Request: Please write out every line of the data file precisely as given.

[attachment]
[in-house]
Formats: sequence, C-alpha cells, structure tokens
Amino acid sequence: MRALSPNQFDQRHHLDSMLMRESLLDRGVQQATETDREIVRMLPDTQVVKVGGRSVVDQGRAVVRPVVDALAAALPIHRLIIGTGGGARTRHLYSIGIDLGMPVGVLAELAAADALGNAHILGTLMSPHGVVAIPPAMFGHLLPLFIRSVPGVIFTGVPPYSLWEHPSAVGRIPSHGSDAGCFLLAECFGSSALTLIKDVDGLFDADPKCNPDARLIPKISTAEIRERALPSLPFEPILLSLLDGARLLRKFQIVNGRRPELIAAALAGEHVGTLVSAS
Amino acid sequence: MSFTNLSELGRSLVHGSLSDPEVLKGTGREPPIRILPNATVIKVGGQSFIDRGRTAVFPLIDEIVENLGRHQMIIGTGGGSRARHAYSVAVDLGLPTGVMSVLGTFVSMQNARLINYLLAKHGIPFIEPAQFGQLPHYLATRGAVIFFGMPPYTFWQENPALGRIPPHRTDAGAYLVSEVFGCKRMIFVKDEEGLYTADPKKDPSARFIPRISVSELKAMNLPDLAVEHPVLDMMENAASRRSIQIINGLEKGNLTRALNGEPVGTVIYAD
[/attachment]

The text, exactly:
[in-house]
Formats: sequence, C-alpha cells, structure tokens
Amino acid sequence: MRALSPNQFDQRHHLDSMLMRESLLDRGVQQATETDREIVRMLPDTQVVKVGGRSVVDQGRAVVRPVVDALAAALPIHRLIIGTGGGARTRHLYSIGIDLGMPVGVLAELAAADALGNAHILGTLMSPHGVVAIPPAMFGHLLPLFIRSVPGVIFTGVPPYSLWEHPSAVGRIPSHGSDAGCFLLAECFGSSALTLIKDVDGLFDADPKCNPDARLIPKISTAEIRERALPSLPFEPILLSLLDGARLLRKFQIVNGRRPELIAAALAGEHVGTLVSAS
Amino acid sequence: MSFTNLSELGRSLVHGSLSDPEVLKGTGREPPIRILPNATVIKVGGQSFIDRGRTAVFPLIDEIVENLGRHQMIIGTGGGSRARHAYSVAVDLGLPTGVMSVLGTFVSMQNARLINYLLAKHGIPFIEPAQFGQLPHYLATRGAVIFFGMPPYTFWQENPALGRIPPHRTDAGAYLVSEVFGCKRMIFVKDEEGLYTADPKKDPSARFIPRISVSELKAMNLPDLAVEHPVLDMMENAASRRSIQIINGLEKGNLTRALNGEPVGTVIYAD